brian haw's defence barrister for this case is a queen's counsel named ian macdonald who has an impressive pedigree, working for the manchester-based civil liberties chambers, 'garden court north'. he has been involved in major political trials over the last few decades, but is especially recognised for his immigration and race relations work, involving many anti-deportation hearings. six years after his appointment as attorney general at the special immigration appeals commission he resigned as a matter of principle in december 2004 over the detention without trial of suspected terrorists.

he certainly put superintendent terry on the defensive in his rigorous cross-examination. i'll give more details in a summing-up later in the week, but one small example today was when he took terry through various scenarios which ridiculed the conditions imposed so that in the end the superintendent had to agree that brian could end up in prison for making a cup of tea!

amusing though all this was, it only highlights the tremendous implications that the socpa legislation has. it hands over legislative control to the police. by imposing conditions, superintendent terry effectively can write laws which only apply to one man, brian haw. and as brian is notified as an 'organiser' of a demonstration, if he breaks those 'laws' he can end up in prison. this is an enormous power, and clouds the long-established distinction between parliament, the police, and the courts. that is why socpa is so dangerous, such an affront to a democratic society, and so insidious. terry can write laws criminalising the behaviour of anyone who dares to organise a protest - it could be you!

incidentally, it also came out in court that, since socpa came into effect, only five demonstrations have had conditions imposed, and of those, three have had them imposed by terry. ALL THREE were in parliament square and involved peace protests. this is in stark contrast to the demo held by tamil supporters who staged a hunger strike for several days in the square with many people involved, some staying overnight, with plenty of bags, and various supporters coming and going, at all times unrestricted - they were protesting in support of the 'tamil tigers' who were actually a proscribed terrorist organisation, but apparently terry didn't have any security fears over that protest.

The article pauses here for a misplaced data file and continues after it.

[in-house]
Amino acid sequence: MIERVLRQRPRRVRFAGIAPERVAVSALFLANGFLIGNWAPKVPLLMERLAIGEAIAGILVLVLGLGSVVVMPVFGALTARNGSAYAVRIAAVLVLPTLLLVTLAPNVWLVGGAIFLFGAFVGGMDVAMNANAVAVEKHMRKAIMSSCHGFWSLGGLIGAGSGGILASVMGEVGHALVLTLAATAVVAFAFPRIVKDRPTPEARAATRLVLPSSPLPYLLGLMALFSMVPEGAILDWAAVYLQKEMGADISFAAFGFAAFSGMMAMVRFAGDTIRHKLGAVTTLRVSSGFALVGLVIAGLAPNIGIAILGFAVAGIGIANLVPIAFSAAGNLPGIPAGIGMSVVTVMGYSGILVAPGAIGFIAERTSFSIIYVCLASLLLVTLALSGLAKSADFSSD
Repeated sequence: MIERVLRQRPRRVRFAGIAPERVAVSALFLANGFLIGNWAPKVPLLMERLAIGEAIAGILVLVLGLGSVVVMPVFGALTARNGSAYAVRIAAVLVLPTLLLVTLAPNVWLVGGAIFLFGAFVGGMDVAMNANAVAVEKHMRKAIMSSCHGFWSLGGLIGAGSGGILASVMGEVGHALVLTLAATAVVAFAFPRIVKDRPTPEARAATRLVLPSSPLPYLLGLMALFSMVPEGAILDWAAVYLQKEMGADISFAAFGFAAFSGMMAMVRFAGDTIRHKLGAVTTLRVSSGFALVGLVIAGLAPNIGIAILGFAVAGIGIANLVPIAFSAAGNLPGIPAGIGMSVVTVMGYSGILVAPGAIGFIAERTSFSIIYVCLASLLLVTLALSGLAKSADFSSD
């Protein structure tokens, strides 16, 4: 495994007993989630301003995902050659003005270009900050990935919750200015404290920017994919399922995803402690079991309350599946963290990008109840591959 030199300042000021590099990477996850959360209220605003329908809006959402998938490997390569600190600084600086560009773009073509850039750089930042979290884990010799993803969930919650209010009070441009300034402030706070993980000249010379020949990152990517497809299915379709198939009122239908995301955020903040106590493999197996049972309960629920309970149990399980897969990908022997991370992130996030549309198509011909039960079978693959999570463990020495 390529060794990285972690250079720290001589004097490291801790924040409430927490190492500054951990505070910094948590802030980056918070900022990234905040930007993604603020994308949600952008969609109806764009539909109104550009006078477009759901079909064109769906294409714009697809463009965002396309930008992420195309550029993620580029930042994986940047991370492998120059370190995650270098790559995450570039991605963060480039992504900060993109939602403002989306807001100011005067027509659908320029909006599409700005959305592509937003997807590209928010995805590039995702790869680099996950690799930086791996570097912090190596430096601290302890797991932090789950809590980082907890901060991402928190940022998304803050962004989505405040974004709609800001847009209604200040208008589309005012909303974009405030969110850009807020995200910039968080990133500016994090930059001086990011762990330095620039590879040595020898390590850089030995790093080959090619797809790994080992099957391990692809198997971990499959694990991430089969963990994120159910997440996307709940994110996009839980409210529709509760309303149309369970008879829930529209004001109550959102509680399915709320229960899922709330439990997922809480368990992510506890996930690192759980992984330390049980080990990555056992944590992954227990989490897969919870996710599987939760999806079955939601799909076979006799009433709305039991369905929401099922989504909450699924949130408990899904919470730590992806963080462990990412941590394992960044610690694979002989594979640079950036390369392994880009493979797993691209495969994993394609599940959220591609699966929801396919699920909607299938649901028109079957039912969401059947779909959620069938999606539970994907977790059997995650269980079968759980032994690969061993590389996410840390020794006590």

meanwhile, terry had to admit that brian, who has been there for five and a half years, has never been associated in any way with any terrorist scare, threat, or suspicion. in fact it seemed that the best terry could come up with was that he'd seen two written complaints from tourists that brian had spoiled their view of parliament.

the case continues tomorrow, tuesday at 10.30am, and is likely to last a third day. supporters are warmly welcomed in court and outside. the outcome will have huge repercussions.

if brian wins, then the police raid on his site in may 2006 will have been unlawful, and their power to impose conditions in future may be severely curtailed.

if the police win, then it will be another dark day for democracy and human rights in this country, establishing the freedom of the police to take a legislative role against protesters, and destroying centuries of hard-won progress in justice and rights. it could also mean a prison sentence for brian haw, and the end of his peace vigil which has been a constant conscience-pricker to blair and parliament for more than 2000 days and nights since before the twin tower attacks in 2001.

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Display the following 9 comments

  1. "another dark day for democracy" — Tired_of_sitting_and_waiting
  2. Spot an Rikky — Silent Bob
  3. Good post — Ben
  4. thank you, rikki — sean m. madden
  5. Excellent report — mike d
  6. Good report — Jan
  7. "ongoing public disorder"? — ACAB
  8. stop talking about Me! — debate coach
  9. "debate coach" — just wondering